Spend enough time with me and inevitably you’ll find yourself asking me the
same question. Because almost everyone I know has asked me.
“You’d put anything inside a tortilla and eat it, wouldn’t you?”
Ok, so maybe it’s a bit rhetorical, but the truth of the matter is that
yes, I would put just about everything inside a tortilla and chances
are I have at some point. But don’t laugh — I come to this place from
a long line of those who have done this before, from tortilla eating
people and a culture that has been enjoying them some 10,000 years
before Jesus Christ.
I probably don’t need to tell you the importance of the tortilla to my
family growing up. Almost every culture has their version of bread,
sometimes as side staple, from naan to bagel to lavosh. And tortillas
were present with almost every meal I ever ate. We didn’t eat Mexican
food everyday (how boring would that have been?) but I do remember my
father getting up from the table to heat a tortilla or two when they
weren’t served with whatever we were eating at that moment. And my
earliest memories involve my grandmother making them from scratch, a
task only reserved for special occasions since the grocery store
variety seemed to suffice. And that is how I learned that this flat
piece of griddled dough, whether flour or corn, could find its way into
almost every meal with grace and harmony.
I was standing around the kitchen with something wrapped inside a
tortilla (Animal? Mineral? Vegetable? I simply cannot recall) when Adam
walked in and gave me that smirk. It was a smirk that only someone
close to you can give you that won’t result in a pop on their head with
the back of a hand or a verbal altercation. It silently said “there you go putting something inside yet another tortilla, you strange little ethnic man, you.” Before
I get hate mail let me say he is not a racist but was merely pointing
out cultural differences the way only a spouse can do. Let’s not get
huffy here people, please.
I spent a few days thinking about how all this is true and how tortillas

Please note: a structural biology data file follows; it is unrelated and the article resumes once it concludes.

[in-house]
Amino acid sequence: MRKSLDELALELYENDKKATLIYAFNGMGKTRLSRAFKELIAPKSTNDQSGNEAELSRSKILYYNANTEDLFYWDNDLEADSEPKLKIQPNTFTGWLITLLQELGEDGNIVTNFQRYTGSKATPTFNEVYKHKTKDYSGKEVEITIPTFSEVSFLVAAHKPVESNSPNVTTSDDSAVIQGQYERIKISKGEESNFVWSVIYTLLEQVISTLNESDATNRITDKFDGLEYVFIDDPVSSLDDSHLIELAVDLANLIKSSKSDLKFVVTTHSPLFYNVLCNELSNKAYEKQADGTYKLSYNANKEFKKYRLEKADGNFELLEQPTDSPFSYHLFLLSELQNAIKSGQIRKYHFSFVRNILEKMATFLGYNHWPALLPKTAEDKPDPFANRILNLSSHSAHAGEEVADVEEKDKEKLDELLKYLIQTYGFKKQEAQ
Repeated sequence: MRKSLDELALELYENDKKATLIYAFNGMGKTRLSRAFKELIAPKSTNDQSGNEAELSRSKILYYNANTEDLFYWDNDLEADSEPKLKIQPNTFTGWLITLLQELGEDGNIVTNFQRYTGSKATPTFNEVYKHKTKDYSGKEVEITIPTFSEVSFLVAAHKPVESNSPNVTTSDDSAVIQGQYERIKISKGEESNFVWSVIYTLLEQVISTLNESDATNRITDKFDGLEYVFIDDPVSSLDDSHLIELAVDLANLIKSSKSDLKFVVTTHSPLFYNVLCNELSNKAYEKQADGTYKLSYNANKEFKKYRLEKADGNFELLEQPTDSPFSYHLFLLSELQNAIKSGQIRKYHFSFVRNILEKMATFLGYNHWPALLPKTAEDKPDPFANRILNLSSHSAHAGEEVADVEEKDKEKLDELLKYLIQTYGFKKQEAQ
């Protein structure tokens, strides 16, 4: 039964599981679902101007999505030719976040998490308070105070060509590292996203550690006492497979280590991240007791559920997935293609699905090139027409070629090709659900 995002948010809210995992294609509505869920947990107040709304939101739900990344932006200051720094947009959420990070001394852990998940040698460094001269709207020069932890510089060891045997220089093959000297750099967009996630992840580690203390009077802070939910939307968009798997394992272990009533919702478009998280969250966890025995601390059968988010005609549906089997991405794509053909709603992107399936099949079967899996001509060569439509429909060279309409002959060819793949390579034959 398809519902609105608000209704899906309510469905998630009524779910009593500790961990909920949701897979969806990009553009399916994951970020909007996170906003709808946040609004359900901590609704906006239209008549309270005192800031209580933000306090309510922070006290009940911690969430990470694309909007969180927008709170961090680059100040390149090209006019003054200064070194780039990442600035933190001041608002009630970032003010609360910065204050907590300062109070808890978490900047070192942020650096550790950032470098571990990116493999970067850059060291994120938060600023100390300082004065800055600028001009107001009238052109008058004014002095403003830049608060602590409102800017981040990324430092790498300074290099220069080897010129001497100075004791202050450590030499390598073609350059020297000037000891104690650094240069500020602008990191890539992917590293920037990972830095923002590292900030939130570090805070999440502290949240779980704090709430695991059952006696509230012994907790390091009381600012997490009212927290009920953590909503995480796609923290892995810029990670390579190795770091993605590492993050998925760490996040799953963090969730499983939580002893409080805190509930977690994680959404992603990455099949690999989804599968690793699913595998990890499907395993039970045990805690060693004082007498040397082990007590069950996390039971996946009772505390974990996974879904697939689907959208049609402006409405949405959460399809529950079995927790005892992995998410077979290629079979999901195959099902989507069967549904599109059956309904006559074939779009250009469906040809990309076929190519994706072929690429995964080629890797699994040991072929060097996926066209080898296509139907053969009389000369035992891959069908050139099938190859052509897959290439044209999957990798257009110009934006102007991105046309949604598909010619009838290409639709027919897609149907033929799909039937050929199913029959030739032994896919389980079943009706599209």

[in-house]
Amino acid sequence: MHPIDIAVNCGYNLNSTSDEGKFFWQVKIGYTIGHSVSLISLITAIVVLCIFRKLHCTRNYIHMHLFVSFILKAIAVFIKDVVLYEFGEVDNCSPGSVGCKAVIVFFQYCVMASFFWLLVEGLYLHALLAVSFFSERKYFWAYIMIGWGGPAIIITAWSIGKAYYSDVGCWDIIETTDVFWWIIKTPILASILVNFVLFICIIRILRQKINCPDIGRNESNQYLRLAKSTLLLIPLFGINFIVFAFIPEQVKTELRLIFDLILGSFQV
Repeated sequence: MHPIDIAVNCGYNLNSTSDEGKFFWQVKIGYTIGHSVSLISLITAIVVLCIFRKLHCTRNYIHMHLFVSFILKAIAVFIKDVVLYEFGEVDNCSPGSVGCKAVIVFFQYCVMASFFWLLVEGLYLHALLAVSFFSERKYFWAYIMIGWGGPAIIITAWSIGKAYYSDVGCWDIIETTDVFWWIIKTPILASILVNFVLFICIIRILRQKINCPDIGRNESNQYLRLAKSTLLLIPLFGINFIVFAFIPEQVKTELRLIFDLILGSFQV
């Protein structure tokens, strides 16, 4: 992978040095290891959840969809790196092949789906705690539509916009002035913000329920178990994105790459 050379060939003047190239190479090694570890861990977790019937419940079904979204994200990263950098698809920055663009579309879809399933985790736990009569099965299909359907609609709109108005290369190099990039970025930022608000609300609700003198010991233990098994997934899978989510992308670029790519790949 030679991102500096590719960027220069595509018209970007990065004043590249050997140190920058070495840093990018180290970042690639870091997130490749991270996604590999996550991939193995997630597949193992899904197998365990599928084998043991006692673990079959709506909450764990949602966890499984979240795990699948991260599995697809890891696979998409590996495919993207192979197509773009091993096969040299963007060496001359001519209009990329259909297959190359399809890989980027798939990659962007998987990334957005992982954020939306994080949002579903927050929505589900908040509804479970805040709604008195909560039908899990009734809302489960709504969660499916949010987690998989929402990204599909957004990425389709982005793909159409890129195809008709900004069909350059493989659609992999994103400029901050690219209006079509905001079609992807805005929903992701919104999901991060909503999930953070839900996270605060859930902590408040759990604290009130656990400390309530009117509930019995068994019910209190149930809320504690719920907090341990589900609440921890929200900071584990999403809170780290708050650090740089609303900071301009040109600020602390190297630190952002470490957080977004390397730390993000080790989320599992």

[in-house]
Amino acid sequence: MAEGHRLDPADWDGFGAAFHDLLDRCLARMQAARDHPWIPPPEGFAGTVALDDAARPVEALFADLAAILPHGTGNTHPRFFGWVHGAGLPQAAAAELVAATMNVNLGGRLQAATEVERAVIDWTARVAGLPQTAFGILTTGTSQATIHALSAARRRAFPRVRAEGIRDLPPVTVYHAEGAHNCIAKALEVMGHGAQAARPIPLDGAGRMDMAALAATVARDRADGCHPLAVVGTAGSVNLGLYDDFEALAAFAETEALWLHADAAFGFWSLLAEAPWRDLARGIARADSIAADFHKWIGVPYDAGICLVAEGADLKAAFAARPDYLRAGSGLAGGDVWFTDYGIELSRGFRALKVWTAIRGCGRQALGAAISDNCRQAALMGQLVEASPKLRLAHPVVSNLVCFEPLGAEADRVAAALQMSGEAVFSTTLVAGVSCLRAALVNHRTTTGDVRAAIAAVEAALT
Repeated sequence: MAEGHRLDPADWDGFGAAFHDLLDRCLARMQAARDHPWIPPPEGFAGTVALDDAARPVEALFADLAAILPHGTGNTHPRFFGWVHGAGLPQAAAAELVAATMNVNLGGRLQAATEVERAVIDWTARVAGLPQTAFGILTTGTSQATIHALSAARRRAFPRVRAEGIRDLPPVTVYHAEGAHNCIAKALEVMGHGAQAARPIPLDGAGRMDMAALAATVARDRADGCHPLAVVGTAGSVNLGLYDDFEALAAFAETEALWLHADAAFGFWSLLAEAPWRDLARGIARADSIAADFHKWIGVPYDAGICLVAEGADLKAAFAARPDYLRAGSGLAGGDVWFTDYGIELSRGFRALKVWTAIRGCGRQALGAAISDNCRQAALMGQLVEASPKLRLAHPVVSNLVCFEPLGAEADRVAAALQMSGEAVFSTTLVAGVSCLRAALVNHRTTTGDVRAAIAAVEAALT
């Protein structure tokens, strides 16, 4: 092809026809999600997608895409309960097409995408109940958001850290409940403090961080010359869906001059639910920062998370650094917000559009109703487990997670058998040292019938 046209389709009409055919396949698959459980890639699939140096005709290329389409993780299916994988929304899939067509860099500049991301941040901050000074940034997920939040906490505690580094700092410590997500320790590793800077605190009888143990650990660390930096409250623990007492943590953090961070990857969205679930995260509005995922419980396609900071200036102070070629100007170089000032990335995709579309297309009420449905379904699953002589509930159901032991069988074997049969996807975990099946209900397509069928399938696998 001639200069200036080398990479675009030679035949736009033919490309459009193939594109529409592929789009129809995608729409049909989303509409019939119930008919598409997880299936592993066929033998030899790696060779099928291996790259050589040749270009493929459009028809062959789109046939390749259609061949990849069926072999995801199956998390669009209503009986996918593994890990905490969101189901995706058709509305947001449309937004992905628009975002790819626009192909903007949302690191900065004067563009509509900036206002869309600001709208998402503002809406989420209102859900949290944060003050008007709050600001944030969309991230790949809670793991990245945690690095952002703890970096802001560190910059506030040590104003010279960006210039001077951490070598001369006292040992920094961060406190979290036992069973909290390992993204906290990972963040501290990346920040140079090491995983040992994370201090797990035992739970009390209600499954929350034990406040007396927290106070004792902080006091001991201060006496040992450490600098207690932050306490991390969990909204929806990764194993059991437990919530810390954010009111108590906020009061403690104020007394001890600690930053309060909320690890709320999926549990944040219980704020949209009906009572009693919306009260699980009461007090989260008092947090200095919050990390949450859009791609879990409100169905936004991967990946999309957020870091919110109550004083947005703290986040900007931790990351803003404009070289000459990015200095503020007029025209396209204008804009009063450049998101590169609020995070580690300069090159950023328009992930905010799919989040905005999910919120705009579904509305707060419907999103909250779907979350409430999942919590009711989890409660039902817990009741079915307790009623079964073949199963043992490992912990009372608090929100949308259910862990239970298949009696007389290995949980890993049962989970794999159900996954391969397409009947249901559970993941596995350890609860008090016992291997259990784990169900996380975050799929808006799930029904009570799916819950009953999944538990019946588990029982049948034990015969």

do make the perfect utensil for all sorts of foods. My mind began to
recall my kitchen moments where I wrapped whatever I could find in a
corn or flour blanket and it got me thinking about this post. Is it
really possible to put just about anything in a tortilla and enjoy it
on the go? Are tortillas reserved for Mexican food only or am I
succumbing to my ancestors’ culinary needs? I decided to put it all to
Matt’s Anything Inside A Tortilla Test
For the sake of my taste test I used flour tortillas. Corn tortillas would
have been fine for the more savory items but I opted for flour to level
the playing field.
Rocky Road Ingredients Without The Ice Cream
Up To The Tortilla Test: FAIL
I like chocolate, I like nuts, I sometimes even like marshmallows, but I did not like this combination inside a tortilla. I suppose if I was six it’d be just fine, but then again if I was six I’d put oreos and gummy worms in a tortilla and be happy. But this one? Not so much. You can’t blame me for trying.
Stick with me during this tortilla test and you’ll see that almost any protein works marvelously inside a tortilla. There are exceptions to this rule. But a wiener ain’t one of them! I will offer you my full confession by telling you that I eat as many hot dogs in tortillas as I do in hot dog buns, complete with relish, mustard and even sauerkraut. You should try it. But whatever you do please do not call any of them Roll Ups or Wraps! That’s wrong. Almost as wrong as the next test…
Pate de Foie Gras with Cornichon
Up To The Tortilla Test: If I was stoned perhaps. But I don’t do drugs so FAIL.
File this under “exceptions to the rule”, please. While the flavor combination wasn’t terribly bad the textures just didn’t work too well. Quesadilla, maybe? I dunno. All I know is that a tortilla really doesn’t match the satiny mouthfeel of pate too well. And this is probably the first and last time a cornichon will ever meet a tortilla. Best to probably keep it that way.
Peanut Butter, Banana & Honey
Up To The Tortilla Test: Elvis & My Mom Have Spoken: Yes (or si)
This is an unfair contestant in my test as I grew up eating this combination. It’s damn near perfect and you don’t have to agree with me but I should warn you that you’ll have to take up your disapproval with Helen Armendariz, my mom. She’ll be all nicey nicey to you at first and ask you why you don’t like this combination and then without you ever realizing it she’ll switch into “Helen Mode” which turns your blood into shards of ice and then your legs will become very heavy and your lips will turn purple and you’ll be able to hear crickets and insects from 4 counties away and then she’ll turn the death ray off after which you’ll suddenly learn to love Peanut Butter & Banana on Tortillas and then she’ll make you another one while smiling and invite you to stay the night. It’s just how it works. Don’t fight it. Or else.